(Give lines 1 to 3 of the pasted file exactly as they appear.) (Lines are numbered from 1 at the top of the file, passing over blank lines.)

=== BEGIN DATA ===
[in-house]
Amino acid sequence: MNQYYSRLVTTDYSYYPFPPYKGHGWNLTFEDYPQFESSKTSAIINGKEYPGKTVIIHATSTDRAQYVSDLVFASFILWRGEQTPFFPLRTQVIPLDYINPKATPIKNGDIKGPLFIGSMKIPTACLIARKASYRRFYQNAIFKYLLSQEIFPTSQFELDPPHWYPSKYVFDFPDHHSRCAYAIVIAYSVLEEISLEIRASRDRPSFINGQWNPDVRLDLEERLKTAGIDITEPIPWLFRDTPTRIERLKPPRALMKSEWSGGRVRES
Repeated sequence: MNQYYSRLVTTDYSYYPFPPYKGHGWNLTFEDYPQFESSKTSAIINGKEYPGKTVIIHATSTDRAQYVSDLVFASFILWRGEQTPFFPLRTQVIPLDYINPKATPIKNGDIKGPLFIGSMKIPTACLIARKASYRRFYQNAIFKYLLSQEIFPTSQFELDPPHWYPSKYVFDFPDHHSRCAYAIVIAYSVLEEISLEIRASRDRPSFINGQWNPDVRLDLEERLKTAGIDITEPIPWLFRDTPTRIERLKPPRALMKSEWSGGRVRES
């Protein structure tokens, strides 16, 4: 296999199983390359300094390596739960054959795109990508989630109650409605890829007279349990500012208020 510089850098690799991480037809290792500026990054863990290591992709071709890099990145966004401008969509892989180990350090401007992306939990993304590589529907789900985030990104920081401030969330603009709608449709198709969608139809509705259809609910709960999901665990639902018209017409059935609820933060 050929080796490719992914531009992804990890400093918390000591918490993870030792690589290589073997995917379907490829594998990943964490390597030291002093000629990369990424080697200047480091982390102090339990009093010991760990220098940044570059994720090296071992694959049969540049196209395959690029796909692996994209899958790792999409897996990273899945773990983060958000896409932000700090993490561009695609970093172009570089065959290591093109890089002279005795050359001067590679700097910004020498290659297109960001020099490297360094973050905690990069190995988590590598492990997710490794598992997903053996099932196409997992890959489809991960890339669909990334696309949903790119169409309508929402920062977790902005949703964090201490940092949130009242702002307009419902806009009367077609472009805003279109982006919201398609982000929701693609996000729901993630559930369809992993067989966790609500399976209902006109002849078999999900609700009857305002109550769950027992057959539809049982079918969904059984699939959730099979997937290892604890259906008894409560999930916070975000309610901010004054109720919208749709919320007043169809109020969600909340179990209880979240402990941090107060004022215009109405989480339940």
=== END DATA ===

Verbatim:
[in-house]
Amino acid sequence: MNQYYSRLVTTDYSYYPFPPYKGHGWNLTFEDYPQFESSKTSAIINGKEYPGKTVIIHATSTDRAQYVSDLVFASFILWRGEQTPFFPLRTQVIPLDYINPKATPIKNGDIKGPLFIGSMKIPTACLIARKASYRRFYQNAIFKYLLSQEIFPTSQFELDPPHWYPSKYVFDFPDHHSRCAYAIVIAYSVLEEISLEIRASRDRPSFINGQWNPDVRLDLEERLKTAGIDITEPIPWLFRDTPTRIERLKPPRALMKSEWSGGRVRES
Repeated sequence: MNQYYSRLVTTDYSYYPFPPYKGHGWNLTFEDYPQFESSKTSAIINGKEYPGKTVIIHATSTDRAQYVSDLVFASFILWRGEQTPFFPLRTQVIPLDYINPKATPIKNGDIKGPLFIGSMKIPTACLIARKASYRRFYQNAIFKYLLSQEIFPTSQFELDPPHWYPSKYVFDFPDHHSRCAYAIVIAYSVLEEISLEIRASRDRPSFINGQWNPDVRLDLEERLKTAGIDITEPIPWLFRDTPTRIERLKPPRALMKSEWSGGRVRES